Jost Amman, An Allegory of a Prosperous Germany, drawing

Germany, AD 1586

Jost Amman (1539-91) was born in Switzerland but in 1561 moved to Nuremberg, Germany, which was a prosperous and important city in the sixteenth century. He is known for his book illustrations, of which he was a prolific designer, published by Sigmund Feyerabend in Frankfurt. He also made single sheet woodcuts and etchings, as well as designs for stained glass and ornamental metalwork.

This drawing in pen and black ink with grey wash was probably made for reproduction as a print. It is entitled at the bottom: GERMANIA FLORESCENS ('Prosperous Germany'). Seated in the centre of the drawing is Pallas Athene, the Greek goddess of wisdom. She is attended by Bacchus and Ceres who together represent the abundance of drink and food. In the foreground are two German river gods: the Rhine on the left, the Danube on the right. Water flows from beside them, filled with eels, fish and birds.

In the sky above, various figures with Latin titles represent further aspects of Germany's victorious and harmonious rule. The figure of Victory rides an eagle on the left and on the right, the figures of Religion, Prudence and Understanding, represent peace. Faith and Constancy rule in the centre, topped by Justice who is crowned by Fame. In the background are details of life and work which reflect the allegorical figures above. To the left are scenes of mining, hunting and warfare. To the right are scenes of shipping and trade, astronomy, painting, printing and building.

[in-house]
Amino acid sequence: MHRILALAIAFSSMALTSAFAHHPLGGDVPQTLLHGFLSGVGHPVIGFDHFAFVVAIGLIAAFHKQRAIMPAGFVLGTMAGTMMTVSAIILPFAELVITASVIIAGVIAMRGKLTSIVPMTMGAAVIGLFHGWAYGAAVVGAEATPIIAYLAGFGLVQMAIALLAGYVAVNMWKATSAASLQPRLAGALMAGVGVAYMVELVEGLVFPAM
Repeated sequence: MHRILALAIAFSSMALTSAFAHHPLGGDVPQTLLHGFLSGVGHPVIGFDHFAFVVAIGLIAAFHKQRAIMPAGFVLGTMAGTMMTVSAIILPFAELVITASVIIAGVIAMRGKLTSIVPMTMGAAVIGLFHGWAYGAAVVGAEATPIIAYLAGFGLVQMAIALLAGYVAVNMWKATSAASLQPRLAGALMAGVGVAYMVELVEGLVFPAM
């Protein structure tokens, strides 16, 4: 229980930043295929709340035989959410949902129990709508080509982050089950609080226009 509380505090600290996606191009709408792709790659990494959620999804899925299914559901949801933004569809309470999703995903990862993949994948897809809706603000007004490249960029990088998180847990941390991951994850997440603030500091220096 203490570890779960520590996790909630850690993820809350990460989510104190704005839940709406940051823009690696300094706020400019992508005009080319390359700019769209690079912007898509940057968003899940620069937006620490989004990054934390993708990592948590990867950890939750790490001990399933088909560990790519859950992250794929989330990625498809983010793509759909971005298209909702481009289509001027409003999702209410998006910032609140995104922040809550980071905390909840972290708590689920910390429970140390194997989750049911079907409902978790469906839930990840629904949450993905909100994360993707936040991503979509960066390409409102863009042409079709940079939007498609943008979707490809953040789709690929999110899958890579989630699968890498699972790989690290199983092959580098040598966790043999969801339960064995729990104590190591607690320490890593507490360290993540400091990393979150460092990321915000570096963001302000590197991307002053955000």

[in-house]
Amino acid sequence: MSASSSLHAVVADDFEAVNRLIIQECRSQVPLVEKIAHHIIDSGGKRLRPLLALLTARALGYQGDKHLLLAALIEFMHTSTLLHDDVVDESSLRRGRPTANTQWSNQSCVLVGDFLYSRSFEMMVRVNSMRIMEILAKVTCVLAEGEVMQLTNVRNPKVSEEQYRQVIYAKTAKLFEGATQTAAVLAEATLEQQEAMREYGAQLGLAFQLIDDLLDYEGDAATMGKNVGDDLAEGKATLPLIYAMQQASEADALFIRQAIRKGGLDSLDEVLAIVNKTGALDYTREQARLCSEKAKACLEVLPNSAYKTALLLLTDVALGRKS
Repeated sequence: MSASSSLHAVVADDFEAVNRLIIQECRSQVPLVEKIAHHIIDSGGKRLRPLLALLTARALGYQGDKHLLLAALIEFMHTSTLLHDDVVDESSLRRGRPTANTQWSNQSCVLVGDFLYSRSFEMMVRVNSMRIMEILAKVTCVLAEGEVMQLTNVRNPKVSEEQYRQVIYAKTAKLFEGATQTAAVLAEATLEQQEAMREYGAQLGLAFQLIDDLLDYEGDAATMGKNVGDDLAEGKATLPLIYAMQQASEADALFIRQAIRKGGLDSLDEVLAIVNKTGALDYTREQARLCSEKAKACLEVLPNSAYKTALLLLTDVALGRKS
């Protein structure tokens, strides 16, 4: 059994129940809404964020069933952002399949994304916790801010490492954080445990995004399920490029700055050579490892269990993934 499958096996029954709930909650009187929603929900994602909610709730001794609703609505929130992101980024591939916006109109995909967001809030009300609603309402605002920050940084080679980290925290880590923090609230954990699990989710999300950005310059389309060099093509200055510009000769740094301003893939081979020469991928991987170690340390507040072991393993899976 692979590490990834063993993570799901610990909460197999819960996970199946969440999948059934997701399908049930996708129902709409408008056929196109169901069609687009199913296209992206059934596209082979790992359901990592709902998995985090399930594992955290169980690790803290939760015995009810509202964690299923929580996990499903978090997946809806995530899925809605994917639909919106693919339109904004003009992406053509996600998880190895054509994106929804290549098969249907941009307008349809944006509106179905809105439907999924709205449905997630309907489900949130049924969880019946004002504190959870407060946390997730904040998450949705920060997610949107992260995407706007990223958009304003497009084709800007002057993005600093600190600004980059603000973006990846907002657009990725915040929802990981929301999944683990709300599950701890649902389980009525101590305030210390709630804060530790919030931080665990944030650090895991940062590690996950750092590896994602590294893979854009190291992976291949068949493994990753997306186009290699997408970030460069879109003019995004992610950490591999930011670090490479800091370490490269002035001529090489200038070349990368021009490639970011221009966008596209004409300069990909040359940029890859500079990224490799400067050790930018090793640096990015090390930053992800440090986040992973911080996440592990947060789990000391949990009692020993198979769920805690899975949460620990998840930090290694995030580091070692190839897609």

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More information


J. Rowlands, Master drawings and watercolou (London, The British Museum Press, 1984)

J. Chipps Smith, Nuremberg. A renaissance city, (Archer M. Huntington Gallery, The University of Texas at Austin, 1983)


Diameter: 363.000 mm

Museum number

PD 1949-4-11-105



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